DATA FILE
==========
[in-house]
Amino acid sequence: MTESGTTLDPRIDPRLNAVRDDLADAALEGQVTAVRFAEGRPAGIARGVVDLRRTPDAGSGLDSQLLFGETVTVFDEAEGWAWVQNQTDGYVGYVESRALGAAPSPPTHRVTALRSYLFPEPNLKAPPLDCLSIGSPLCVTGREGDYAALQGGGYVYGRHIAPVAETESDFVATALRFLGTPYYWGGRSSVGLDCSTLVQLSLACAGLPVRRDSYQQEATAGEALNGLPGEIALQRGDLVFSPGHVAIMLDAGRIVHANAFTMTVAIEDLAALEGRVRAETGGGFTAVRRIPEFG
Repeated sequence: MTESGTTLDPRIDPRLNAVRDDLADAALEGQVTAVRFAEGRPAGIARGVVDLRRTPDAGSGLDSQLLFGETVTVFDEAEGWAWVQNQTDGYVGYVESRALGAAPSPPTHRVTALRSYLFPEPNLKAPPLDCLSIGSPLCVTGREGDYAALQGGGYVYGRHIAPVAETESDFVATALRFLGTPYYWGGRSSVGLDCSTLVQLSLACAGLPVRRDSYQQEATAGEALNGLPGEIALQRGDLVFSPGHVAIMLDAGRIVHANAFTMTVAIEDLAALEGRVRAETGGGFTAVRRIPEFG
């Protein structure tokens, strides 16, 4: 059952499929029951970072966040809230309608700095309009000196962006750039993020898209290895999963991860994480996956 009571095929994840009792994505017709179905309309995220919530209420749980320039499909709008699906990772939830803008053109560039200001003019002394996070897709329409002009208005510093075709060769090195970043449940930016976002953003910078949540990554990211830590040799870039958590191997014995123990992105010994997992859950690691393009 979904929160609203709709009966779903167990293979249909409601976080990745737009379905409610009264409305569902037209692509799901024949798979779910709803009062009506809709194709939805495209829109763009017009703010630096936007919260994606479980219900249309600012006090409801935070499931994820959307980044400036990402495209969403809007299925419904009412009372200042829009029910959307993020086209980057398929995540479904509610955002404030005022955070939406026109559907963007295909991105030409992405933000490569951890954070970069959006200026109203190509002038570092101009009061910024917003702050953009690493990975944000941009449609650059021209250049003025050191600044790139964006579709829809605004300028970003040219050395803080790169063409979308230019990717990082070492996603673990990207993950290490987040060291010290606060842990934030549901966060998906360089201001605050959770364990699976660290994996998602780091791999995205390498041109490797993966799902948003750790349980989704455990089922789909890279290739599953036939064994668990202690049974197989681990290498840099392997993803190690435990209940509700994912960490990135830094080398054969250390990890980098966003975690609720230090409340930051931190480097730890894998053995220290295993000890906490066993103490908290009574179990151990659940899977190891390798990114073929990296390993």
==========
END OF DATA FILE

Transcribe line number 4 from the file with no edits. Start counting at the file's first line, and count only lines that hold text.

């Protein structure tokens, strides 16, 4: 059952499929029951970072966040809230309608700095309009000196962006750039993020898209290895999963991860994480996956 009571095929994840009792994505017709179905309309995220919530209420749980320039499909709008699906990772939830803008053109560039200001003019002394996070897709329409002009208005510093075709060769090195970043449940930016976002953003910078949540990554990211830590040799870039958590191997014995123990992105010994997992859950690691393009 979904929160609203709709009966779903167990293979249909409601976080990745737009379905409610009264409305569902037209692509799901024949798979779910709803009062009506809709194709939805495209829109763009017009703010630096936007919260994606479980219900249309600012006090409801935070499931994820959307980044400036990402495209969403809007299925419904009412009372200042829009029910959307993020086209980057398929995540479904509610955002404030005022955070939406026109559907963007295909991105030409992405933000490569951890954070970069959006200026109203190509002038570092101009009061910024917003702050953009690493990975944000941009449609650059021209250049003025050191600044790139964006579709829809605004300028970003040219050395803080790169063409979308230019990717990082070492996603673990990207993950290490987040060291010290606060842990934030549901966060998906360089201001605050959770364990699976660290994996998602780091791999995205390498041109490797993966799902948003750790349980989704455990089922789909890279290739599953036939064994668990202690049974197989681990290498840099392997993803190690435990209940509700994912960490990135830094080398054969250390990890980098966003975690609720230090409340930051931190480097730890894998053995220290295993000890906490066993103490908290009574179990151990659940899977190891390798990114073929990296390993």